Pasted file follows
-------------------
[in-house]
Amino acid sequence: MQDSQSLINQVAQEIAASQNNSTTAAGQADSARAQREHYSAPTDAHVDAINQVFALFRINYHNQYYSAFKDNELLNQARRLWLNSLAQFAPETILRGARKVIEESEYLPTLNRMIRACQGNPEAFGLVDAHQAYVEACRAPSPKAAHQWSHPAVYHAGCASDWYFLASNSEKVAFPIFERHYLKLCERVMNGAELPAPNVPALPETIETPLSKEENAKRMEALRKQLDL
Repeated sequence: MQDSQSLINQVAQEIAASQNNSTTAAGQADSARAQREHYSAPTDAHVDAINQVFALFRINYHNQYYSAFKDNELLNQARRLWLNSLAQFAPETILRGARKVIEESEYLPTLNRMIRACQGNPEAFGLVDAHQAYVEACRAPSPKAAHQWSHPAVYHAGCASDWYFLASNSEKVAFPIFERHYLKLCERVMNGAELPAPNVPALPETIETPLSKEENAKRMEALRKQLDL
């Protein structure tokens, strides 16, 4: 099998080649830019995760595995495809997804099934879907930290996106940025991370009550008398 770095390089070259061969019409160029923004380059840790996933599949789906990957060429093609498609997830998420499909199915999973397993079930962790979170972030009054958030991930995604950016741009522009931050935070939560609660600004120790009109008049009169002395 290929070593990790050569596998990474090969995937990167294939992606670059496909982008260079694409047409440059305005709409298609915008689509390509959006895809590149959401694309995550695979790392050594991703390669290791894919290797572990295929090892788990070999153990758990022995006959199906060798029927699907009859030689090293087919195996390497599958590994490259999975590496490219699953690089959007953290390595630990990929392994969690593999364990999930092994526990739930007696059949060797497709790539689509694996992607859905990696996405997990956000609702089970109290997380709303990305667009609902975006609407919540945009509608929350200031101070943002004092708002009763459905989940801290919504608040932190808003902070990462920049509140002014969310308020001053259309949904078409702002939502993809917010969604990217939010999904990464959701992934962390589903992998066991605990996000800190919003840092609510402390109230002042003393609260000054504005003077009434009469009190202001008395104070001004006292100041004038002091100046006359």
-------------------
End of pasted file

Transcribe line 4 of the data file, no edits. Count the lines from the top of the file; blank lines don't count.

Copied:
């Protein structure tokens, strides 16, 4: 099998080649830019995760595995495809997804099934879907930290996106940025991370009550008398 770095390089070259061969019409160029923004380059840790996933599949789906990957060429093609498609997830998420499909199915999973397993079930962790979170972030009054958030991930995604950016741009522009931050935070939560609660600004120790009109008049009169002395 290929070593990790050569596998990474090969995937990167294939992606670059496909982008260079694409047409440059305005709409298609915008689509390509959006895809590149959401694309995550695979790392050594991703390669290791894919290797572990295929090892788990070999153990758990022995006959199906060798029927699907009859030689090293087919195996390497599958590994490259999975590496490219699953690089959007953290390595630990990929392994969690593999364990999930092994526990739930007696059949060797497709790539689509694996992607859905990696996405997990956000609702089970109290997380709303990305667009609902975006609407919540945009509608929350200031101070943002004092708002009763459905989940801290919504608040932190808003902070990462920049509140002014969310308020001053259309949904078409702002939502993809917010969604990217939010999904990464959701992934962390589903992998066991605990996000800190919003840092609510402390109230002042003393609260000054504005003077009434009469009190202001008395104070001004006292100041004038002091100046006359």